PORTLAND, Maine — A crowded GOP field splits the vote, helping a tea-party backed conservative win the primary. Then an independent candidate creates a three-way race in which the Republican emerges with a victory in November.
That was the path Paul LePage followed to the Blaine House in 2010.
And a similar path is unfolding in the U.S. Senate race for Scott D’Amboise, who faces a six-way primary following a scramble that accompanied Olympia Snowe’s exit from the Senate.
At the end of the day, Snowe’s departure changed the electoral math in a way that may have helped the conservative D’Amboise, said Mark Brewer, political science professor at the University of Maine.
“If they split up that moderate or establishment Republican vote, and D’Amboise locks down the conservative vote, then he gets the nomination,” Brewer said. “If that field stays as is, he has a really good shot.”
But it could get more complicated because state Treasurer Bruce Poliquin is also going after tea party conservatives, the same base D’Amboise has been courting for the past two years.
Campaigning against Snowe, D’Amboise has been meeting one-on-one with voters, painting himself as an anti-establishment candidate and shoring up support in the Republican Party’s conservative base.
Her abrupt departure threw him for a loop.
He watched in frustration as the cards were reshuffled, with five GOP candidates ultimately joining him in the race: Attorney General William Schneider, Secretary of State Charlie Summers, state Sen. Debra Plowman and former state Sen. Rick Bennett, in addition to Poliquin.
Things didn’t change much in the end, D’Amboise said.
“We were running against the establishment before. We’re running against the establishment again. If the people vote any of those five in, they’re going to get another Olympia Snowe,” D’Amboise said.
D’Amboise is an eye technician, small business owner and former town councilor in Lisbon. He has raised more than $500,000 but it’s unclear how much remains. Campaign finance disclosures are due at the end of the month.
He’s not widely known outside Lisbon, but neither was Paul LePage outside of Waterville, where he was mayor.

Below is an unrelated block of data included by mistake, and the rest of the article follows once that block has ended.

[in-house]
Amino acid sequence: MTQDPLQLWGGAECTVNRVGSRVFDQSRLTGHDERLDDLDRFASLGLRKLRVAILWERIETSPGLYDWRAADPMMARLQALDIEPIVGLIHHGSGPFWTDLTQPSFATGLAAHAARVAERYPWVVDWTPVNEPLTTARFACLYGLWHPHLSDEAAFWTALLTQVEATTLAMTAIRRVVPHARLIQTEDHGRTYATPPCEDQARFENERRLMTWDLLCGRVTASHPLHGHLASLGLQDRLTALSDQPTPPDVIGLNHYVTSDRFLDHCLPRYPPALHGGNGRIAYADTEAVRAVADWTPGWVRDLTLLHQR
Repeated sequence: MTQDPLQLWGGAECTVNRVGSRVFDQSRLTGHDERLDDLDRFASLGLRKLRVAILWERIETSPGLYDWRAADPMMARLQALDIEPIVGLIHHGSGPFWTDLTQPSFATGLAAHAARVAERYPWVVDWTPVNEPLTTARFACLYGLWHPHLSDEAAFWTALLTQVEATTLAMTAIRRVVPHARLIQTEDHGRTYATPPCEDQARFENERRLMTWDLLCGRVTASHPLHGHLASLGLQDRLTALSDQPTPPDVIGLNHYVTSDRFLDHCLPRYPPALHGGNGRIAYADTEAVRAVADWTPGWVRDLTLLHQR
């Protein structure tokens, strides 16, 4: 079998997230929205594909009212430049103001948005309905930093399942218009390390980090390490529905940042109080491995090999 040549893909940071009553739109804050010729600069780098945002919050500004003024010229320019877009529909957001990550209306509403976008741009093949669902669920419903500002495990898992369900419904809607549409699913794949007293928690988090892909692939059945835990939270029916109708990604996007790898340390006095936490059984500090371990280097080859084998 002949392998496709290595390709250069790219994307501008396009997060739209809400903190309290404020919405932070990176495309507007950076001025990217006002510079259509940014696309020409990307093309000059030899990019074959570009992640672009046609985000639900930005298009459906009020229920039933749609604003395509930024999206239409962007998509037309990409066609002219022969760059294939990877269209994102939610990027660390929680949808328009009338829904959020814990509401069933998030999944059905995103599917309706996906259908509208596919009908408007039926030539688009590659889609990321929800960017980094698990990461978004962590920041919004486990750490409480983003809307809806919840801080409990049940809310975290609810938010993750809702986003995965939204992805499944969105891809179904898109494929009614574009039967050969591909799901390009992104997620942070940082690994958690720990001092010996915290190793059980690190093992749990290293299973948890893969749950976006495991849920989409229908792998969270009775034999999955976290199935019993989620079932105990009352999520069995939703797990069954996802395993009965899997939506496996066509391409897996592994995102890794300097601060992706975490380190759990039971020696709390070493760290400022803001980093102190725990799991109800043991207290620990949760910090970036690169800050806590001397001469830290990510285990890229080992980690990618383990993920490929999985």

LePage’s campaign caught fire at the Republican State Convention, and he provided one of the conservative alternatives to the moderate candidates in what was a seven-way GOP primary.
After his primary victory, he went on to defeat Democrat Libby Mitchell and independent Eliot Cutler. The GOP Senate primary winner will face independent Angus King, along with the Democratic nominee.
Brent Littlefield, who’s an adviser to LePage, disagreed with the notion of history repeating itself, saying that LePage had broader support than most give him credit for. “While LePage had the backing of some tea party groups, he actually drew from a large bucket of voters,” Littlefield said.
Beth Wallinga, a tea party activist and chairwoman of the Old Town Republicans, is a D’Amboise supporter. But she’s not convinced that the larger field helps him.
Before, Wallinga said, D’Amboise was capitalizing on polarization in the GOP between conservatives and those frustrated with the more liberal Snowe.
With a larger field, some of the anti-Snowe vote could be divided among the six candidates, she said. Poliquin, for his part, is also seeking support from tea party activists, kicking off his campaign a week ago at a Knox-Lincoln County Tea Party event in Warren.
D’Amboise is still working part time but will soon join the campaign full time. Already, he has adjusted his sights to the new competition, which he refers to as the “carpetbaggers five.”
“Where was their heart? Where was their courage to run against Senator Snowe? I am the one who has done all the work. I am the one who has had from the beginning the heart, the courage, conviction and principles. People shouldn’t settle for anything less,” he said.